These are some ofLambda function triggers:

  • DynamoDB Events
  • API Gateway
  • ELB Target Groups
  • S3 Events

As Lambda runs code that’s been uploaded, developers are pretty limited to specific runtimes and versions supported by Lambda (as of mid-2020):

  • Java (ver. 8, 11)
  • Node.js (ver. 10, 12)
  • .NET Core (ver. 2.1, 3.1)
  • Go (ver. 1x)
  • Ruby (ver. 2.5, 2.7)
  • Python (ver. 2.7, 3.6, 3.7, 3.8)

You probably realized already that Lambda runtimes don’t include Dockers because running docker containers isn’t supported by Lambda. Therefore, only functions that are written in languages and their specified versions (listed above) support docker containers. However, you can do something, which is to implement a custom runtime so it could run languages that aren’t supported directly.

Fargate vs. Lambda - Development

There’s an area that’s most often overlooked in comparison articles. This area is all about how these technologies operate within the development. It’s not enough just to develop your app efficiently, as it’s just as essential to make your app run efficiently. That’s why you must consider how different solutions work within a developer environment.


AWS Fargate — A Beginner's Guide To AWS Elastic Container Service | by  Vishal Padghan | Edureka | Medium

What Fargate does is it just runs docker containers, and you can develop locally by utilizingDocker. You can also run your docker images via Fargate, and you won’t have to worry about compatibility. Docker Compose is an excellent tool for running docker containers locally. Moreover, Docker Compose has the same features that are available for ECS tasks. These features are used for easier management of multiple docker containers, resource requirements, network configuration, etc.Developing within Docker is quite popular. Besides, you can rely on community support as it’s widely available for almost any possible scenario you may encounter. If you consider these facts, you’ll understand that Fargate outperforms Lambda by far because the development and architecture processes are usually entirely independent.


Early on, because of dependency issues between production and development, the lack of a straightforward way to run Lambda functions in the dev cloud, along with runtime restrictions, made it incredibly difficult to develop within Lambda.You had to run dev Lambda functions using an AWS account to know how it would perform. This method was complex with teams of developers, and it required your organization to come up with tooling that could help you manage this process.However, this has changed for the better. In recent years, AWS and its community have developed numerous tools to help you create, manage, and deployLambda functions:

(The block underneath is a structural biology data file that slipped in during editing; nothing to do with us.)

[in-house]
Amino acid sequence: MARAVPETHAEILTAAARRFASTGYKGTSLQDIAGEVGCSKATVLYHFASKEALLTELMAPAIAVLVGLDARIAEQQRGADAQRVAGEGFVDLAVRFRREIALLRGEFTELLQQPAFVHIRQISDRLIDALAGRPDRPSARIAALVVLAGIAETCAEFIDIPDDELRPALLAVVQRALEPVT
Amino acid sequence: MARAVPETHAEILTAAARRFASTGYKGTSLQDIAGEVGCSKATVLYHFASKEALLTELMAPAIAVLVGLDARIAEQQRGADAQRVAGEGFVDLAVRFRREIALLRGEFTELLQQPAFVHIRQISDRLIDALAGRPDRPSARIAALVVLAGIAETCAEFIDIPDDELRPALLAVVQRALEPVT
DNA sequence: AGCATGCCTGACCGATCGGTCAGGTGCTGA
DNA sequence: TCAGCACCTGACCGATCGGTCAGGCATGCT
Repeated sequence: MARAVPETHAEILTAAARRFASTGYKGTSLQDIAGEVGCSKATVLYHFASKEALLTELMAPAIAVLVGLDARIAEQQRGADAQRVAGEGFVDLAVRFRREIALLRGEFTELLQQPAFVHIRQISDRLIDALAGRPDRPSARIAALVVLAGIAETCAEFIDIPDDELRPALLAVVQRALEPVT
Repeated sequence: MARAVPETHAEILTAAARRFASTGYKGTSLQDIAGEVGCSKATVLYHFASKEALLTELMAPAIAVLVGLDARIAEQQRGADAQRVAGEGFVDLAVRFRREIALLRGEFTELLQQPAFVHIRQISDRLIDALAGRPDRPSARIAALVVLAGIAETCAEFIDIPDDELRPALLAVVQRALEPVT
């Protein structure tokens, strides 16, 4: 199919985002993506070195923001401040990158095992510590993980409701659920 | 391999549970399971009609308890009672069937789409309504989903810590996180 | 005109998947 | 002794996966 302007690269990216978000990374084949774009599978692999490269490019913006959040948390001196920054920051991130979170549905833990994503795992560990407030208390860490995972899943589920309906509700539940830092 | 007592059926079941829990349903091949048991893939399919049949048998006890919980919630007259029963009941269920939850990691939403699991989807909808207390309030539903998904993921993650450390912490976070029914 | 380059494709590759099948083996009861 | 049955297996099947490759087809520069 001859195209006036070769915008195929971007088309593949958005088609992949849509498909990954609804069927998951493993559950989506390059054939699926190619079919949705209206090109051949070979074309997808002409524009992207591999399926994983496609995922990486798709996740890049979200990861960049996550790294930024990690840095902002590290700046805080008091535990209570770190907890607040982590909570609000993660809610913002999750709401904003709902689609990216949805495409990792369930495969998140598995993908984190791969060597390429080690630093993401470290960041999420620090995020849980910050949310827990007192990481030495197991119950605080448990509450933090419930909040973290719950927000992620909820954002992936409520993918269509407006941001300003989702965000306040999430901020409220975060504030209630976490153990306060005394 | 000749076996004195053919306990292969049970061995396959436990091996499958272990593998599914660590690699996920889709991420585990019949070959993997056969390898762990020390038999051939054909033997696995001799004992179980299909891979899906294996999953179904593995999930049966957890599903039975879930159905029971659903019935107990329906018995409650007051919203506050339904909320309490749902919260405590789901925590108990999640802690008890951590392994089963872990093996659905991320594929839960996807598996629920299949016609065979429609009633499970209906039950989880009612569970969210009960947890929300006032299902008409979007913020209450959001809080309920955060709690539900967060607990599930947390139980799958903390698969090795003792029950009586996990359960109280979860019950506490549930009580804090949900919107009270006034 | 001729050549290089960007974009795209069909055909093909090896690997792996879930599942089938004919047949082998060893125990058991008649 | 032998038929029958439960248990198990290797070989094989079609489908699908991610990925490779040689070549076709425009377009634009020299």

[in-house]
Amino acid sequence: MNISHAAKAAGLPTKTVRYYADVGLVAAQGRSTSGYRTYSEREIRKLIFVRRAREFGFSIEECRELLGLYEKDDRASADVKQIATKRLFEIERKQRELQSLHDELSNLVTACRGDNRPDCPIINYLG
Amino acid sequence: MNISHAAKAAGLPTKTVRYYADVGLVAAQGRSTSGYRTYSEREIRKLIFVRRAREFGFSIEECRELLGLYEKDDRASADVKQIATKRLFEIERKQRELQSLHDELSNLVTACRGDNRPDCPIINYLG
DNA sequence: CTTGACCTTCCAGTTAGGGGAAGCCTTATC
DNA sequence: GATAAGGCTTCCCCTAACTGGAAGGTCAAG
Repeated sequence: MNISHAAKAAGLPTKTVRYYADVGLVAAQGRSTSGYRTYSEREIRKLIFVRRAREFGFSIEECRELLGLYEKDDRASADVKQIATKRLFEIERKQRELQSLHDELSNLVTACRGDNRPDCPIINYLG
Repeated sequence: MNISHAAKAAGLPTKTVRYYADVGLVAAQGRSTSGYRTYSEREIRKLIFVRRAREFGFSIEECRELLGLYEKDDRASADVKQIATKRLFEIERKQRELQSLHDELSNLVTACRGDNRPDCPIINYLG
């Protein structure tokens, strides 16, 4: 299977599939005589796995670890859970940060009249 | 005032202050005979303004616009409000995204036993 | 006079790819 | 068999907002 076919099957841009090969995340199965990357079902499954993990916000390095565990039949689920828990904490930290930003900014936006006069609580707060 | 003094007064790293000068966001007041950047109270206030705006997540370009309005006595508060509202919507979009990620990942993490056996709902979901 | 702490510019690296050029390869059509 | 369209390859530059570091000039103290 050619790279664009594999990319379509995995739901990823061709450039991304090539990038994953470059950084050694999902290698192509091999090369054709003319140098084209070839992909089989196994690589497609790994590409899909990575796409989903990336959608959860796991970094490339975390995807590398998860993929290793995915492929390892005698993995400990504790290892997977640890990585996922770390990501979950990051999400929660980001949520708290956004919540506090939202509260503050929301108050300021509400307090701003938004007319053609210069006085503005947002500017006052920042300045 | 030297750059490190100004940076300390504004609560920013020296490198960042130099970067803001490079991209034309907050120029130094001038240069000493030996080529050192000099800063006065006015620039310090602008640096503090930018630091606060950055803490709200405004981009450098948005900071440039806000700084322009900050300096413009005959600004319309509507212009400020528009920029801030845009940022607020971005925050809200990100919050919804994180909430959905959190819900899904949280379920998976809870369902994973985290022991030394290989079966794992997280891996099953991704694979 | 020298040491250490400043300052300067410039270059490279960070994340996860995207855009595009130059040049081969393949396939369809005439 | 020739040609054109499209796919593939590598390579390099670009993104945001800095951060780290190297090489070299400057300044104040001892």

• Step-Through Debugging Lambda Functions (locally)
  • LocalStack - A functional local AWS cloud stack (fully functonal)
  • AWS Serverless developer tools

Even with full access to these fantastic tools, developing for Lambda can be pretty challenging for large companies. It requires lots of effort from your teams to figure out which tools are used and what the process will look like for Lambda functions’ QA, deployment, or development.

Fargate vs.Lambda – Operational Comparison

Probably the most attractive promise that cloud computing has to offer is the considerable reduction in physical server management. With the constant rise of IaaS offerings, people can now delegate hardware management responsibilities away and let the cloud vendors do this for them. However, developers had to learn more about provisioning. Devs have to provision all virtual servers through cloud vendor platforms, which becomes yet another operational burden. Moreover,Infrastructure-as-a-Service (IaaS) evolved over the years to CaaS (Containers-as-a-Service), PaaS (Platform-as-a-Service), and finally to FaaS (Functions-as-a-Service). These different paradigms offer entirely different abstraction levels, with FaaS being one of the easiest paradigms to utilize within serverless computing since it has more abstraction levels than others.

As we’ve already mentioned, the AWS cloud environment offers three specific computing services:

  • EC2 is the option with the most operational burden.